As America wakes up to the growing issue with opioid addiction taking thousands of lives each year, it seems change is finally taking place at the source – the number of opioids being prescribed has fallen in the last two years for the first time in as many decades.
According to information gathered by the New York Times, in 2016, the number of opioid prescriptions given out in the year fell for the first time since their rise to popularity two decades ago. Since then, the number has continued to fall thanks to continued awareness on the part of the public, healthcare providers, and politicians.
The fall is in direct response to an all-time peak of prescription in 2010, when pharmaceutical companies were handing out their addictive substances left and right with no public response.
Now, the number of high-dose and dangerously-dosed opioids has dropped by a shocking 41 percent since 2010.
We can continue to see aggressive self-regulation from the pharmaceutical industry as long as national attention, legal cases, and FDA scrutiny continues to grow.
On a practical level, the CDC issued new guidelines on the prescription of opioids in treating pain in 2016. Meanwhile, new insurer limits on how many pills an individual doctor can subscribe helped to cut down on pill mill doctors who use their prescription pad to make an extra buck.
In recent months, lawsuits have been made against pharmaceutical companies by individuals and organizations who feel the drugs were deceptively marketed and full warning was not given to consumers over the addictive nature of the their product.
For the first time last week, the FDA recalled an opioid solely on the basis of its addictive nature. Until now, the FDA had never evaluated an opioid on that basis, instead choosing to approve or disapprove a drug based on how it was used properly, not on its potential for misuse.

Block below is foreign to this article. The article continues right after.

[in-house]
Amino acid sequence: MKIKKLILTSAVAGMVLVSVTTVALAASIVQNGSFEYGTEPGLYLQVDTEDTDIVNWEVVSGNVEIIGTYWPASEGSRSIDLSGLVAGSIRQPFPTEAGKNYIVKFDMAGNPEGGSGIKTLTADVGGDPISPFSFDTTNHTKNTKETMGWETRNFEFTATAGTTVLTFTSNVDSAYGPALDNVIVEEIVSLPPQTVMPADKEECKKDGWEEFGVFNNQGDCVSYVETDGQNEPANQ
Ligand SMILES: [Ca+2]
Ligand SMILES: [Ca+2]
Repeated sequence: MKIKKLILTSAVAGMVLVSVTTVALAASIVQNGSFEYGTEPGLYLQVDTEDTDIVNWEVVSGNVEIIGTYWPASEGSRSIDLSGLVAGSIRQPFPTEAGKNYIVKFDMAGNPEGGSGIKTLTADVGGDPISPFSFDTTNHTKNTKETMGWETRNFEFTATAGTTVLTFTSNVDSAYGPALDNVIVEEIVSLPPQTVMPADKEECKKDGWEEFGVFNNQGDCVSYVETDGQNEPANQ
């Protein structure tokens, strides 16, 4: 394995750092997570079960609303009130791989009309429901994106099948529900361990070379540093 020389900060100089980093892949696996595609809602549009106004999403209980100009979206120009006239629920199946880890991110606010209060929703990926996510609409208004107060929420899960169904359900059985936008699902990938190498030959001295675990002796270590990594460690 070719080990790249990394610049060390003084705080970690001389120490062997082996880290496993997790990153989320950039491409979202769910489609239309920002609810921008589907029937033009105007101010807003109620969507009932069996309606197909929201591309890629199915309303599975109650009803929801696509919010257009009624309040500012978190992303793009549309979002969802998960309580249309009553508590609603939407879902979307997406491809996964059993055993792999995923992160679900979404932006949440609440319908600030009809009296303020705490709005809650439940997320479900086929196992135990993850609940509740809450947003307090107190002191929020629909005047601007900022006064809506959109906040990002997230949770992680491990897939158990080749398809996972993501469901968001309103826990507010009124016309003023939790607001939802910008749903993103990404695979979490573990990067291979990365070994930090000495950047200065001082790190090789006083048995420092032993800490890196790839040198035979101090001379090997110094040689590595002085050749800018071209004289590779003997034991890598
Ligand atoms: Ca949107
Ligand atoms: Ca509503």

Even mainstream politics have gotten in on the anti-opioid trend, calling for focus on a new drug war, this time in doctor’s offices in vulnerable rural communities.
While big Pharma was able to spread its addicting substances to each rural American community over the last several years without notice, it is clear now that the public is paying close attention.
While the dropping numbers are encouraging, there are still doctors in the U.S. who are driving the continued market of addiction.
From the New York Times:
“An enormous amount of opioid volume is driven by a very small number of prescribers,” said Dr. Caleb Alexander, co-director of the Johns Hopkins Center for Drug Safety and Effectiveness. “They need to be intervened upon, targeted with educational outreach and, if necessary, professional or regulatory sanction. My sense is that’s not yet happening enough.”